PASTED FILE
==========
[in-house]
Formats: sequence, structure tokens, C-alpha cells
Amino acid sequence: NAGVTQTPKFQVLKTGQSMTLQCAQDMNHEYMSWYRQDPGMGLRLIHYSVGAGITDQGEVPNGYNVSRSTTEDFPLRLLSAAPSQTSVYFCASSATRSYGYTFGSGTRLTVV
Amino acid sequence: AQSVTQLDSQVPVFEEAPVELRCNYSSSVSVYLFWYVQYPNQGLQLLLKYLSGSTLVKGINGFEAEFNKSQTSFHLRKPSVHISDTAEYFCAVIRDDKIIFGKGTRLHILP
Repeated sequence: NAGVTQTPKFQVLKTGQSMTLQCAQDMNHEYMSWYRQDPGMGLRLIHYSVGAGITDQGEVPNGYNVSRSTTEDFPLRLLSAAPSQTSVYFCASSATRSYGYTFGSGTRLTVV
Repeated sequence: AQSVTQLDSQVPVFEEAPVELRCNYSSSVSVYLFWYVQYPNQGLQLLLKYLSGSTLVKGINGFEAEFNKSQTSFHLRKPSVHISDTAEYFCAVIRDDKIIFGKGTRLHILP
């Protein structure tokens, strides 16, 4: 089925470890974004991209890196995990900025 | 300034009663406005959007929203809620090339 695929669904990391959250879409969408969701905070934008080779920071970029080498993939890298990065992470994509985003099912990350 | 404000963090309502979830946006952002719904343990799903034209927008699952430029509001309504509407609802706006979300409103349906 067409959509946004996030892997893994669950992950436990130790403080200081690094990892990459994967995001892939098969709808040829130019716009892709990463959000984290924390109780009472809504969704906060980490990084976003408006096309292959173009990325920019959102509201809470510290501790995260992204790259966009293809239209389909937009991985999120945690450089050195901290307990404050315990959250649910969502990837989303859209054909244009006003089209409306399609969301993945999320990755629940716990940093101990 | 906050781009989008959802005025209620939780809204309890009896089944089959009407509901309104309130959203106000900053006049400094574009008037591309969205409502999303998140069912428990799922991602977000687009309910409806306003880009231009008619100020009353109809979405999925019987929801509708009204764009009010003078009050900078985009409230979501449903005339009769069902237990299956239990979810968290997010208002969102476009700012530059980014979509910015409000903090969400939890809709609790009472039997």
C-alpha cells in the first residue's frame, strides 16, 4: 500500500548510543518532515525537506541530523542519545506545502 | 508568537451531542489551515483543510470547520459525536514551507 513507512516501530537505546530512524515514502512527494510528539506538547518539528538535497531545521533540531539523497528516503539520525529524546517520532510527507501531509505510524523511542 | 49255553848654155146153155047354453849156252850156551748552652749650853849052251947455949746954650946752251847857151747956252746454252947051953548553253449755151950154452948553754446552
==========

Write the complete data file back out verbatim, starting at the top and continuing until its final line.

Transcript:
[in-house]
Formats: sequence, structure tokens, C-alpha cells
Amino acid sequence: NAGVTQTPKFQVLKTGQSMTLQCAQDMNHEYMSWYRQDPGMGLRLIHYSVGAGITDQGEVPNGYNVSRSTTEDFPLRLLSAAPSQTSVYFCASSATRSYGYTFGSGTRLTVV
Amino acid sequence: AQSVTQLDSQVPVFEEAPVELRCNYSSSVSVYLFWYVQYPNQGLQLLLKYLSGSTLVKGINGFEAEFNKSQTSFHLRKPSVHISDTAEYFCAVIRDDKIIFGKGTRLHILP
Repeated sequence: NAGVTQTPKFQVLKTGQSMTLQCAQDMNHEYMSWYRQDPGMGLRLIHYSVGAGITDQGEVPNGYNVSRSTTEDFPLRLLSAAPSQTSVYFCASSATRSYGYTFGSGTRLTVV
Repeated sequence: AQSVTQLDSQVPVFEEAPVELRCNYSSSVSVYLFWYVQYPNQGLQLLLKYLSGSTLVKGINGFEAEFNKSQTSFHLRKPSVHISDTAEYFCAVIRDDKIIFGKGTRLHILP
């Protein structure tokens, strides 16, 4: 089925470890974004991209890196995990900025 | 300034009663406005959007929203809620090339 695929669904990391959250879409969408969701905070934008080779920071970029080498993939890298990065992470994509985003099912990350 | 404000963090309502979830946006952002719904343990799903034209927008699952430029509001309504509407609802706006979300409103349906 067409959509946004996030892997893994669950992950436990130790403080200081690094990892990459994967995001892939098969709808040829130019716009892709990463959000984290924390109780009472809504969704906060980490990084976003408006096309292959173009990325920019959102509201809470510290501790995260992204790259966009293809239209389909937009991985999120945690450089050195901290307990404050315990959250649910969502990837989303859209054909244009006003089209409306399609969301993945999320990755629940716990940093101990 | 906050781009989008959802005025209620939780809204309890009896089944089959009407509901309104309130959203106000900053006049400094574009008037591309969205409502999303998140069912428990799922991602977000687009309910409806306003880009231009008619100020009353109809979405999925019987929801509708009204764009009010003078009050900078985009409230979501449903005339009769069902237990299956239990979810968290997010208002969102476009700012530059980014979509910015409000903090969400939890809709609790009472039997």
C-alpha cells in the first residue's frame, strides 16, 4: 500500500548510543518532515525537506541530523542519545506545502 | 508568537451531542489551515483543510470547520459525536514551507 513507512516501530537505546530512524515514502512527494510528539506538547518539528538535497531545521533540531539523497528516503539520525529524546517520532510527507501531509505510524523511542 | 49255553848654155146153155047354453849156252850156551748552652749650853849052251947455949746954650946752251847857151747956252746454252947051953548553253449755151950154452948553754446552